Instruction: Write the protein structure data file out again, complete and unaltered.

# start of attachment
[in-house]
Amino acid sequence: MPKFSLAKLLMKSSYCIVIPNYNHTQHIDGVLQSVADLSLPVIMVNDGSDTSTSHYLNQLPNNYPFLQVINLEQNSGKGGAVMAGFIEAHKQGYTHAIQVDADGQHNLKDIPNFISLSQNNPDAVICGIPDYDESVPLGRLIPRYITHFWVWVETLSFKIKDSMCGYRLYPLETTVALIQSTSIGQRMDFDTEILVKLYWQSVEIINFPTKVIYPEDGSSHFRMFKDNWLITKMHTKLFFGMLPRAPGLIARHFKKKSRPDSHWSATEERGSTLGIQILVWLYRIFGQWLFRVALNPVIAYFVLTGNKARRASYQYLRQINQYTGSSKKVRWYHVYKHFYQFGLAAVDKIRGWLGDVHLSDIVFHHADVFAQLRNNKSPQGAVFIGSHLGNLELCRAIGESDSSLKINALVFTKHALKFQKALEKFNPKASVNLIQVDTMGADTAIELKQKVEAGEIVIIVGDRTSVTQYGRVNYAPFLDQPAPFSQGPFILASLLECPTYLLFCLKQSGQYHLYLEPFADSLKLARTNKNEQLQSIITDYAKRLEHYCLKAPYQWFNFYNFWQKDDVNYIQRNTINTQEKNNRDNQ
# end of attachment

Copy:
[in-house]
Amino acid sequence: MPKFSLAKLLMKSSYCIVIPNYNHTQHIDGVLQSVADLSLPVIMVNDGSDTSTSHYLNQLPNNYPFLQVINLEQNSGKGGAVMAGFIEAHKQGYTHAIQVDADGQHNLKDIPNFISLSQNNPDAVICGIPDYDESVPLGRLIPRYITHFWVWVETLSFKIKDSMCGYRLYPLETTVALIQSTSIGQRMDFDTEILVKLYWQSVEIINFPTKVIYPEDGSSHFRMFKDNWLITKMHTKLFFGMLPRAPGLIARHFKKKSRPDSHWSATEERGSTLGIQILVWLYRIFGQWLFRVALNPVIAYFVLTGNKARRASYQYLRQINQYTGSSKKVRWYHVYKHFYQFGLAAVDKIRGWLGDVHLSDIVFHHADVFAQLRNNKSPQGAVFIGSHLGNLELCRAIGESDSSLKINALVFTKHALKFQKALEKFNPKASVNLIQVDTMGADTAIELKQKVEAGEIVIIVGDRTSVTQYGRVNYAPFLDQPAPFSQGPFILASLLECPTYLLFCLKQSGQYHLYLEPFADSLKLARTNKNEQLQSIITDYAKRLEHYCLKAPYQWFNFYNFWQKDDVNYIQRNTINTQEKNNRDNQ